The other day I started watching the HBO series Oz. Going in, my expectations were that it was a serious drama from the late 1990s with a brutal depiction of prison life including lots of sexual assault and violence but altogether of high quality.
That’s not unwarranted, but through four seasons it’s mainly been interesting because it’s so completely a product of its era that it feels like it was produced in another country.
Continue reading “After 20 years, ‘Oz’ has lost most of its magic”
I have a friend who works at a local television station. We argue occasionally about whose mistakes are more embarrassing, and I guess by extension, whose job is more important.
“Look,” she says, “I understand you have deadlines, and I’m sure that’s very stressful, but the stuff we do is live. We’ve got to do our jobs correctly to the second because if we don’t, it’ll mess everything up, and everyone will notice. And unlike newspapers, we actually have an audience.”
And she has a good point. Television news certainly has to have a greater sense of urgency because it’s immediate and it’s a performance as much as anything (though I’d like to point out comparing our circulation to any local station’s ratings doesn’t work in their favor).
But I still disagree.
Continue reading “You love a thing because of, not in spite of, its shortcomings”
I once read that in a single year, California changed the nature of America more than any state ever has, maybe more than all the rest put together.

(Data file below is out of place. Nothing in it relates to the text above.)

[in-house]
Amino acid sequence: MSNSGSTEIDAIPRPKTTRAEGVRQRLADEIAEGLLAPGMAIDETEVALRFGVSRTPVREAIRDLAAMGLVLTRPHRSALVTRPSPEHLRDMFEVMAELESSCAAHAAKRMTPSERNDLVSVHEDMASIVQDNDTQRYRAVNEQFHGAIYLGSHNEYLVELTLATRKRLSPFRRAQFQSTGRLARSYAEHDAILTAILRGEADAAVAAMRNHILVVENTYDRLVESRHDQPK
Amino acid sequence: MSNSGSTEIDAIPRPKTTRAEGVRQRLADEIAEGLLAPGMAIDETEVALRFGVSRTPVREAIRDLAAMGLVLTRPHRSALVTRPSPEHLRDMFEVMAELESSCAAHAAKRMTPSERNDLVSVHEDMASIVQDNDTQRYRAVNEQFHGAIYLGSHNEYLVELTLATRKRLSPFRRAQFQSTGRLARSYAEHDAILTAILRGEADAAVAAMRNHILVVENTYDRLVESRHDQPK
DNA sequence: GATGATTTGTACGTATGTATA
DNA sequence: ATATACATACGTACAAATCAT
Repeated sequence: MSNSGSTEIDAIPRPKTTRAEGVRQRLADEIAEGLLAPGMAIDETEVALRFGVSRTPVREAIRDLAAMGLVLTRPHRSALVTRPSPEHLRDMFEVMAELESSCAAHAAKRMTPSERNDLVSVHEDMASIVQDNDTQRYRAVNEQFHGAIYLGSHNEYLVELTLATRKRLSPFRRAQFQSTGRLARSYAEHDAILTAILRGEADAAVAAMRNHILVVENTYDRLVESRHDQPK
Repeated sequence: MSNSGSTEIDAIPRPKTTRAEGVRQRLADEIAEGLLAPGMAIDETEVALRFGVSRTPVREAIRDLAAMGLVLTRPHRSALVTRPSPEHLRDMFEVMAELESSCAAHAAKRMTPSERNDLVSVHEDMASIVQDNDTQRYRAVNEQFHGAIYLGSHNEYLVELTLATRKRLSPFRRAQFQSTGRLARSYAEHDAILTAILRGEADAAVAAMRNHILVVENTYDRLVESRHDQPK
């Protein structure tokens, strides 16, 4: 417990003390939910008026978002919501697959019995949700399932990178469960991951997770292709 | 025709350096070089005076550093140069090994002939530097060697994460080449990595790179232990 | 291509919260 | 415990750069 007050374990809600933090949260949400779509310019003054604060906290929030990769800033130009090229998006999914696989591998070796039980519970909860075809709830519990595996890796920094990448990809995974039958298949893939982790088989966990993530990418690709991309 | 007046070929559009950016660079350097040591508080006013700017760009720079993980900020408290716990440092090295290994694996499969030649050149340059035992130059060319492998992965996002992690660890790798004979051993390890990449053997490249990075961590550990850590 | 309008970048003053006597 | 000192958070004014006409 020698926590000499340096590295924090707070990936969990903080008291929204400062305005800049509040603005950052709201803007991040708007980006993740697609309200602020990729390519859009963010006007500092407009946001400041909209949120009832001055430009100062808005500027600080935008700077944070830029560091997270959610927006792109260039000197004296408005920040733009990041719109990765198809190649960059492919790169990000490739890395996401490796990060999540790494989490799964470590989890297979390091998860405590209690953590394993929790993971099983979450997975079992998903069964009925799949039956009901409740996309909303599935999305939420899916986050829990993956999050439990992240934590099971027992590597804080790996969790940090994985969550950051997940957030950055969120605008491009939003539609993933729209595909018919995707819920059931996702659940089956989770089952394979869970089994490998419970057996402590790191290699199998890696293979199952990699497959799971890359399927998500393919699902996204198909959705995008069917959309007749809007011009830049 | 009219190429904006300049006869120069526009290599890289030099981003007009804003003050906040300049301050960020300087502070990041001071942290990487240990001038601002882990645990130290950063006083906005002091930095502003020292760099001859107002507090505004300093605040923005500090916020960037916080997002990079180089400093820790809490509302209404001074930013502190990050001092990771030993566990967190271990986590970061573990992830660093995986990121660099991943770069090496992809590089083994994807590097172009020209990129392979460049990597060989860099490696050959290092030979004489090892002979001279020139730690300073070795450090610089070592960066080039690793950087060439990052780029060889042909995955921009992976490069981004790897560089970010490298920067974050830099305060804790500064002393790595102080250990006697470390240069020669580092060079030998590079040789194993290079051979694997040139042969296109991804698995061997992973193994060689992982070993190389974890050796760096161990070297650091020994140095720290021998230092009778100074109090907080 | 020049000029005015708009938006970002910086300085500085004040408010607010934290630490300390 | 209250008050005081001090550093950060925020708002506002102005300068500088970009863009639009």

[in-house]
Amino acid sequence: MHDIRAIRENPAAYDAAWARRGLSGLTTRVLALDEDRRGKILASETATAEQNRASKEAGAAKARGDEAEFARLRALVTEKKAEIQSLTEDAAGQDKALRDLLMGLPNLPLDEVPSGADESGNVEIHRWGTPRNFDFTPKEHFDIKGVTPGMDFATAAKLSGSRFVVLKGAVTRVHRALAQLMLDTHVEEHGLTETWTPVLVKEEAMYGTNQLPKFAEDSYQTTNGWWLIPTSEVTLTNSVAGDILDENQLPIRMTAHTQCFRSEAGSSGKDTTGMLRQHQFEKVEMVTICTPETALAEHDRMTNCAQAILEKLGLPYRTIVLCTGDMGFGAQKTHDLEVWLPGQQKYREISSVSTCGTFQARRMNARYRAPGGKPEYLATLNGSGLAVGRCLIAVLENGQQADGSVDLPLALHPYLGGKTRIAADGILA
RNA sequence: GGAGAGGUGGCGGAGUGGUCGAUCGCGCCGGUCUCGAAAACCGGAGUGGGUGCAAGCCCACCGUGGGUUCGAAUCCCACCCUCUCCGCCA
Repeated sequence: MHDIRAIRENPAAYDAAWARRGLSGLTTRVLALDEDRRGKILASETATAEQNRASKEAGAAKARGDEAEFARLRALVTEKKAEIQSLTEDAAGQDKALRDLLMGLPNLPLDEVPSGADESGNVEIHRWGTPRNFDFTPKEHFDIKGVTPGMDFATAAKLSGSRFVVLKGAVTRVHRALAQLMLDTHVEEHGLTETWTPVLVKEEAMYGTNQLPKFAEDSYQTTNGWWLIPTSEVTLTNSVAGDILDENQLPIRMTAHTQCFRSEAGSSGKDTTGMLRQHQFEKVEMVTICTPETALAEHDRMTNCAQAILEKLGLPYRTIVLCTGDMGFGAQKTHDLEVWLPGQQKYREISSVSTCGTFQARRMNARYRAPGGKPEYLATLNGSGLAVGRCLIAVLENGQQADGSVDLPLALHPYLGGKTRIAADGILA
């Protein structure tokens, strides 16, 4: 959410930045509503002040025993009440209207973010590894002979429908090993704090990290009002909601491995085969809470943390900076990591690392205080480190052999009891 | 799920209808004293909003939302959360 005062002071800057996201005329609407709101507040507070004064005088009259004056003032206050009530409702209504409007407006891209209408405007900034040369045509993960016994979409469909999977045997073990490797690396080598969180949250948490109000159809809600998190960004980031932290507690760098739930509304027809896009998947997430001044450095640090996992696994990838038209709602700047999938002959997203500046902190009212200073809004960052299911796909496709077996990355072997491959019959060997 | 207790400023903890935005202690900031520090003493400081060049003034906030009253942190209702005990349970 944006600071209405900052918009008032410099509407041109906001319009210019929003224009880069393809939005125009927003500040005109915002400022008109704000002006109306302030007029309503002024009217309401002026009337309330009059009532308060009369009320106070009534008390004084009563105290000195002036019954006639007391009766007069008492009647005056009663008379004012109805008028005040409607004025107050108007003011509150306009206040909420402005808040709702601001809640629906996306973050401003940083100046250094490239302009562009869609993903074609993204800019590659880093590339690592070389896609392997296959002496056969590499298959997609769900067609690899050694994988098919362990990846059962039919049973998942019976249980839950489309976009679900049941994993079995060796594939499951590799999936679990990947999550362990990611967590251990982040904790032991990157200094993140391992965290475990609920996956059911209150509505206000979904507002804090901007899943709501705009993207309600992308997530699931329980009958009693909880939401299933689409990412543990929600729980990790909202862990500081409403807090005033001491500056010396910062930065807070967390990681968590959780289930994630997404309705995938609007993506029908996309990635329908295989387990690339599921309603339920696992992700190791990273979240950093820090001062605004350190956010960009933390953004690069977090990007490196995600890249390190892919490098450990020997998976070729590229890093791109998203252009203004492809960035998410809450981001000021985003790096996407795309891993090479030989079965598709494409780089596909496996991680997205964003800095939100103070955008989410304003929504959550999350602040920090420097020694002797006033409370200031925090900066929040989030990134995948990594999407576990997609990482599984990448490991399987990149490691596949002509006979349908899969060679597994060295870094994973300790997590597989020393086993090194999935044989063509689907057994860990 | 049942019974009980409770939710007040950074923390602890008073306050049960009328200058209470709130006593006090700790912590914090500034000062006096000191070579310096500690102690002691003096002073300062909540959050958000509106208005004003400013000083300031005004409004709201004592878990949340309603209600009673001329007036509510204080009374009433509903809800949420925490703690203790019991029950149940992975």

Continue reading “The American Dream is alive, oh well”
If you have a basic cable package, you probably have C-SPAN and C-SPAN2. And you probably watch them about as much as if you didn’t own TV. But you should watch them more (and by that I mean “some”) because when you complain that “nothing is on,” C-SPAN is, and you can learn a lot.
For example, you learn that government is mind-numbingly boring, stupid and inarticulate. Otto von Bismarck once said, “Laws are like sausage; it’s better not to see them made.” To some extent, C-SPAN is a window into that sausage factory. You can’t see everything, but what you do see makes your stomach turn. Congressman Mark Pryor of Arkansas has pointed out you don’t have to pass an IQ test to be in the Senate, and he was being honest. Sit down for just a few minutes to watch the nation’s most professional and powerful legislature and its proceedings, and wonder how some of these people were ever elected. Then wonder just how much you want these people’s decisions affecting your daily life.
It’s possible C-SPAN is actually the propaganda wing of the Libertarian party.
Continue reading “You can learn a lot by watching C-SPAN”